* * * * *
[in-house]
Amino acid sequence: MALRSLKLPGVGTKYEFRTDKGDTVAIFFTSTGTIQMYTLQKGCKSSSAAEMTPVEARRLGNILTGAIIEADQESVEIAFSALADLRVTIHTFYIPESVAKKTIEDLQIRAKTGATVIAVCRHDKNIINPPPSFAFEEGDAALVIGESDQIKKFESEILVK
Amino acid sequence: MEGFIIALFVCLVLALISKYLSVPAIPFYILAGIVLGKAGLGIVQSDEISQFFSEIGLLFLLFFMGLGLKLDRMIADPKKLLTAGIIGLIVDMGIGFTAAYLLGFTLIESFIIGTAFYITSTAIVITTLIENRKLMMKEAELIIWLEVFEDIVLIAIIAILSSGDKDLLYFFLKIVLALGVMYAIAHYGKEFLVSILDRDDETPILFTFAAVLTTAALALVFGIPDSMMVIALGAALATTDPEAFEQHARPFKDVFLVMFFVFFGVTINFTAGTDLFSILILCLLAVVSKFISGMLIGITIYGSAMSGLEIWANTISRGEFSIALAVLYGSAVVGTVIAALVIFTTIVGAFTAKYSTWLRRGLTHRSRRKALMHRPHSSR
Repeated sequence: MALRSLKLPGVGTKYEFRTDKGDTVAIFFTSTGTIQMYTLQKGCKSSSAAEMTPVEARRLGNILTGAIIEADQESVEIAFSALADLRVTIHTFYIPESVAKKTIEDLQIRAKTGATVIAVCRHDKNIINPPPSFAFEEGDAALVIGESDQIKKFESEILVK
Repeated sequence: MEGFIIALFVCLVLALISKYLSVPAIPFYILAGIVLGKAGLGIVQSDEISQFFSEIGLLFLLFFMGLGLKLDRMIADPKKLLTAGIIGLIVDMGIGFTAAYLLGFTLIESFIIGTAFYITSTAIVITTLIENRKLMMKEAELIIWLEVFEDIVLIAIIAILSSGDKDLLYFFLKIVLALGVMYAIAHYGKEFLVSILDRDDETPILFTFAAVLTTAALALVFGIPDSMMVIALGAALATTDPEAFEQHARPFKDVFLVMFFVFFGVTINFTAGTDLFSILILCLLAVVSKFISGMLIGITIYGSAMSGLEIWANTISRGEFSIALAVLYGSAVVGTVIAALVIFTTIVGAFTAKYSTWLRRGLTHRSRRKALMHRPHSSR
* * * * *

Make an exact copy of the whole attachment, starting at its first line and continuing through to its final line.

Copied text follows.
[in-house]
Amino acid sequence: MALRSLKLPGVGTKYEFRTDKGDTVAIFFTSTGTIQMYTLQKGCKSSSAAEMTPVEARRLGNILTGAIIEADQESVEIAFSALADLRVTIHTFYIPESVAKKTIEDLQIRAKTGATVIAVCRHDKNIINPPPSFAFEEGDAALVIGESDQIKKFESEILVK
Amino acid sequence: MEGFIIALFVCLVLALISKYLSVPAIPFYILAGIVLGKAGLGIVQSDEISQFFSEIGLLFLLFFMGLGLKLDRMIADPKKLLTAGIIGLIVDMGIGFTAAYLLGFTLIESFIIGTAFYITSTAIVITTLIENRKLMMKEAELIIWLEVFEDIVLIAIIAILSSGDKDLLYFFLKIVLALGVMYAIAHYGKEFLVSILDRDDETPILFTFAAVLTTAALALVFGIPDSMMVIALGAALATTDPEAFEQHARPFKDVFLVMFFVFFGVTINFTAGTDLFSILILCLLAVVSKFISGMLIGITIYGSAMSGLEIWANTISRGEFSIALAVLYGSAVVGTVIAALVIFTTIVGAFTAKYSTWLRRGLTHRSRRKALMHRPHSSR
Repeated sequence: MALRSLKLPGVGTKYEFRTDKGDTVAIFFTSTGTIQMYTLQKGCKSSSAAEMTPVEARRLGNILTGAIIEADQESVEIAFSALADLRVTIHTFYIPESVAKKTIEDLQIRAKTGATVIAVCRHDKNIINPPPSFAFEEGDAALVIGESDQIKKFESEILVK
Repeated sequence: MEGFIIALFVCLVLALISKYLSVPAIPFYILAGIVLGKAGLGIVQSDEISQFFSEIGLLFLLFFMGLGLKLDRMIADPKKLLTAGIIGLIVDMGIGFTAAYLLGFTLIESFIIGTAFYITSTAIVITTLIENRKLMMKEAELIIWLEVFEDIVLIAIIAILSSGDKDLLYFFLKIVLALGVMYAIAHYGKEFLVSILDRDDETPILFTFAAVLTTAALALVFGIPDSMMVIALGAALATTDPEAFEQHARPFKDVFLVMFFVFFGVTINFTAGTDLFSILILCLLAVVSKFISGMLIGITIYGSAMSGLEIWANTISRGEFSIALAVLYGSAVVGTVIAALVIFTTIVGAFTAKYSTWLRRGLTHRSRRKALMHRPHSSR